The final three years of schooling become directed at career pathways and future planning. The College will ensure that opportunity and curriculum is reflective of the diverse abilities and the career structures that fit into a contemporary economy. Academic and VET options mix and match in a way that values a full range of needs and career pathways.
Every student should be affirmed in their efforts and praised for their achievements. A successful outcome is reflected in a cohesive student cohort supportive of diverse measures of success.
A Culture of Teams
“The Ideal Team Player” ( Patrick Lencioni, 2016)
Our staff teams are recruited and cultivated based on recognition and promotion of the three qualities that lead to high performance and sustained organizational health. In turn, these same qualities we seek to develop in our students to enable their effectiveness in future teams.
The qualities are:
- Humble (the quality of humility)
- Hungry (the determination to contribute and achieve worthwhile outcomes)
- Smart (social intelligence, empathy and awareness)
Whilst everyone has strengths and weaknesses, the College has a model of highly effective teams. This is not possible unless everyone holds themselves to a practical commitment to these three qualities.
“The Advantage” (Patrick Lencioni, 2012)
A positive culture is firmly anchored in organizational health. Our College and any other institution must address six key questions and consistently enact what is identified as core operational principles.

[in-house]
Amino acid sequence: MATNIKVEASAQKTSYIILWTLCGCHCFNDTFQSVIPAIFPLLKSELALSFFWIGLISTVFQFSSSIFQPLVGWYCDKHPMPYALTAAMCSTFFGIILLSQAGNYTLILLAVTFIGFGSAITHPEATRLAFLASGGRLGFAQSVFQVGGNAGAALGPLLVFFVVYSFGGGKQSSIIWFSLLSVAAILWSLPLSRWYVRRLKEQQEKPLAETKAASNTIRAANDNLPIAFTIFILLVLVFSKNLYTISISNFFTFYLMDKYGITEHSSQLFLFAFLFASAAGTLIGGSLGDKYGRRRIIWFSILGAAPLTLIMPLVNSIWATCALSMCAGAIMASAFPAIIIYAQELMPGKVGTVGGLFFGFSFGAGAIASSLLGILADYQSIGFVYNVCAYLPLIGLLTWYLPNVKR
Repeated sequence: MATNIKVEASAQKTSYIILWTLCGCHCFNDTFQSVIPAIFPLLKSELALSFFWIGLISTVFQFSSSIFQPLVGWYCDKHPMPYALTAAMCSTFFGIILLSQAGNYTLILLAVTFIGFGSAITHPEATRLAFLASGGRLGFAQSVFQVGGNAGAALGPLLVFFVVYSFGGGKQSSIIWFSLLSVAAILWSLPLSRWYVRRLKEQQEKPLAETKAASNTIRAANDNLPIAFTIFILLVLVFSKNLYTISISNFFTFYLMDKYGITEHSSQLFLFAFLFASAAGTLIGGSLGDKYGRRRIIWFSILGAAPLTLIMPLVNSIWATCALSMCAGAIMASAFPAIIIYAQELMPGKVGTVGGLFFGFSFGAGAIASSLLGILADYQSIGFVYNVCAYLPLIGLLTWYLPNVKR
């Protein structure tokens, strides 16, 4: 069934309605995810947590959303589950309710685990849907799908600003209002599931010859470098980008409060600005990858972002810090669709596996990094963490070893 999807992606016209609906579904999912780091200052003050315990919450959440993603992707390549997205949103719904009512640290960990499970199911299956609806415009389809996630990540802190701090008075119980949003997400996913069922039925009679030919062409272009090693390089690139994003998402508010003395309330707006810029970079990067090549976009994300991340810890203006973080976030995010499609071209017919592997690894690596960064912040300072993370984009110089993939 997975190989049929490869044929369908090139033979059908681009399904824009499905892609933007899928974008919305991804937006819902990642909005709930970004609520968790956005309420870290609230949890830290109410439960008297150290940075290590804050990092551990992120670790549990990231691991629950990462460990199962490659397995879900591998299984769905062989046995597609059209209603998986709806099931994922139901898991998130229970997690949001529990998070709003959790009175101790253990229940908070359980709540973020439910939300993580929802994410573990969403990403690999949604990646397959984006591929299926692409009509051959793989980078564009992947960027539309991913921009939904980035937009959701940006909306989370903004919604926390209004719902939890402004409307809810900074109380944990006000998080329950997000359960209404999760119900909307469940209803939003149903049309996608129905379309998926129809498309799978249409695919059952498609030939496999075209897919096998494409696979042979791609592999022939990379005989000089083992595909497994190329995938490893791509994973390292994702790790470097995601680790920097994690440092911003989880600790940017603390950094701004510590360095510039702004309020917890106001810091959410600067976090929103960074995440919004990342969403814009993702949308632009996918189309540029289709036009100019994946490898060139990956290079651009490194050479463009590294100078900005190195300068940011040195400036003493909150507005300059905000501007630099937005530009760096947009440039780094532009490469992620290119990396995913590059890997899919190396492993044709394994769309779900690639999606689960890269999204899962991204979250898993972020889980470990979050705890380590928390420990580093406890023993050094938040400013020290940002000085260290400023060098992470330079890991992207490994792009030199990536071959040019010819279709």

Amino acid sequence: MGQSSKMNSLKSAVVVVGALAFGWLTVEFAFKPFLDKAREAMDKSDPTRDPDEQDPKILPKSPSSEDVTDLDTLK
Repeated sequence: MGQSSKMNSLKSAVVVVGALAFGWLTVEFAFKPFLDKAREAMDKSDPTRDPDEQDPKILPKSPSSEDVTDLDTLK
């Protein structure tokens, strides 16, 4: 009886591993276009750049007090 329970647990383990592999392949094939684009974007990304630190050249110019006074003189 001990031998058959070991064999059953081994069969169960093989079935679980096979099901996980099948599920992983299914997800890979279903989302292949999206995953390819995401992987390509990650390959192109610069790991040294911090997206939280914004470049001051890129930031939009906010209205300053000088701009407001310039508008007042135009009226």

- Why do we exist? (The why should be the same for every person in the organization)
- How do we behave? (Our values should be explicit and help define acceptable behaviour)
- What do we do? (Many roles that ultimately contribute to the educated adolescent)
- How will we succeed? (What specific actions will we undertake to be successful)
- What is most important right now? (Identify what is most important. A few clear goals)
- Who must do what? (Identify responsibilities and clear accountability to the team)
The process of addressing the above questions develops a clear culture and an understanding of every person’s role in contributing to the College. For staff they must clearly understand their value and commitment. This becomes obvious in how teaching and learning is enacted with the expectation that students will adopt this culture with an implicit understanding of how to behave and contribute.
Individual development and College Culture
“7 Habits of highly effective people” (Stephen R, Covey, 1989)
“The Leader in me” (Stephen R, Covey, Sean Covey, Muriel Summers, David K. Hatch)
Personal development of the leadership qualities of integrity, responsibility, resilience and compassion is a vital element in forming and sustaining College culture. This pertains to staff and students alike as an understanding of the 7 habits and the extension of ‘the eighth habit’ develops personal responsibility and the qualities of interdependency so important for collective outcomes.
Staff and students receive formal training as the basis of a leadership program for every student and staff member in the College. Every person must feel valued and part of the College. Every person must be clear about expectations and how their efforts contribute to Catherine McAuley College.
- Be proactive (Act out of your values)
- Start with the end in mind (Mission and goal setting)
- Put first things first (Time management and prioritization)
- Win- Win (Best outcomes for all)
- Seek first to understand (Active listening and problem solving)
- Synergize (In teams 1+ 1= (can equal) 3)
- Sharpen the Saw (Look after yourself. Body, mind, heart and spirit)